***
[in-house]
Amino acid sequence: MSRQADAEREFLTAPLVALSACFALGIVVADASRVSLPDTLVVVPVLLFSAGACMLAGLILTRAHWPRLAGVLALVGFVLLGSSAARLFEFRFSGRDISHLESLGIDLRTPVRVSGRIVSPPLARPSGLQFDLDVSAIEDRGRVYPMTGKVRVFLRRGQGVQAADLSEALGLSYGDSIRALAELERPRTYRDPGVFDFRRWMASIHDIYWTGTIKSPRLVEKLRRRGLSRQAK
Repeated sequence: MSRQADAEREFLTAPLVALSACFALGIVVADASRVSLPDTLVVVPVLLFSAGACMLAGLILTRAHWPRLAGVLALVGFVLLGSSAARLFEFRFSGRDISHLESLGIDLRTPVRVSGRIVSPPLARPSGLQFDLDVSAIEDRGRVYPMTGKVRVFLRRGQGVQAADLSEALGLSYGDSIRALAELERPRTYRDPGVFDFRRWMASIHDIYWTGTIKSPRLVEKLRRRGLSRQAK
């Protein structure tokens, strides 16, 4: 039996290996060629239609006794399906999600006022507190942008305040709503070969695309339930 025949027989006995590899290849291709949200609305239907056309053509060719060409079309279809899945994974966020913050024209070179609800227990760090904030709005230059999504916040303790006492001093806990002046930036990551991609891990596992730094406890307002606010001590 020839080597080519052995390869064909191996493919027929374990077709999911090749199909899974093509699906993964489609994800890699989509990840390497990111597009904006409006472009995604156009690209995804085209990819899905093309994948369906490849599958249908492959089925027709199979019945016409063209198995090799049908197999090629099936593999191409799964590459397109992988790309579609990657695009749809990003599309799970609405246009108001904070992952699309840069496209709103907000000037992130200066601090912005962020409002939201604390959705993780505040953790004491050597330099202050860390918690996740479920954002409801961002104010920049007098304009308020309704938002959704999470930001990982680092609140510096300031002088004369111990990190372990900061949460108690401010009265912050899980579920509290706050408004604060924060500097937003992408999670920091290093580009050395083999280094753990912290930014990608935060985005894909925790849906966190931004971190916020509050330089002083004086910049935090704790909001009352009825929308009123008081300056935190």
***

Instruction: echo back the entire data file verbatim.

[in-house]
Amino acid sequence: MSRQADAEREFLTAPLVALSACFALGIVVADASRVSLPDTLVVVPVLLFSAGACMLAGLILTRAHWPRLAGVLALVGFVLLGSSAARLFEFRFSGRDISHLESLGIDLRTPVRVSGRIVSPPLARPSGLQFDLDVSAIEDRGRVYPMTGKVRVFLRRGQGVQAADLSEALGLSYGDSIRALAELERPRTYRDPGVFDFRRWMASIHDIYWTGTIKSPRLVEKLRRRGLSRQAK
Repeated sequence: MSRQADAEREFLTAPLVALSACFALGIVVADASRVSLPDTLVVVPVLLFSAGACMLAGLILTRAHWPRLAGVLALVGFVLLGSSAARLFEFRFSGRDISHLESLGIDLRTPVRVSGRIVSPPLARPSGLQFDLDVSAIEDRGRVYPMTGKVRVFLRRGQGVQAADLSEALGLSYGDSIRALAELERPRTYRDPGVFDFRRWMASIHDIYWTGTIKSPRLVEKLRRRGLSRQAK
């Protein structure tokens, strides 16, 4: 039996290996060629239609006794399906999600006022507190942008305040709503070969695309339930 025949027989006995590899290849291709949200609305239907056309053509060719060409079309279809899945994974966020913050024209070179609800227990760090904030709005230059999504916040303790006492001093806990002046930036990551991609891990596992730094406890307002606010001590 020839080597080519052995390869064909191996493919027929374990077709999911090749199909899974093509699906993964489609994800890699989509990840390497990111597009904006409006472009995604156009690209995804085209990819899905093309994948369906490849599958249908492959089925027709199979019945016409063209198995090799049908197999090629099936593999191409799964590459397109992988790309579609990657695009749809990003599309799970609405246009108001904070992952699309840069496209709103907000000037992130200066601090912005962020409002939201604390959705993780505040953790004491050597330099202050860390918690996740479920954002409801961002104010920049007098304009308020309704938002959704999470930001990982680092609140510096300031002088004369111990990190372990900061949460108690401010009265912050899980579920509290706050408004604060924060500097937003992408999670920091290093580009050395083999280094753990912290930014990608935060985005894909925790849906966190931004971190916020509050330089002083004086910049935090704790909001009352009825929308009123008081300056935190």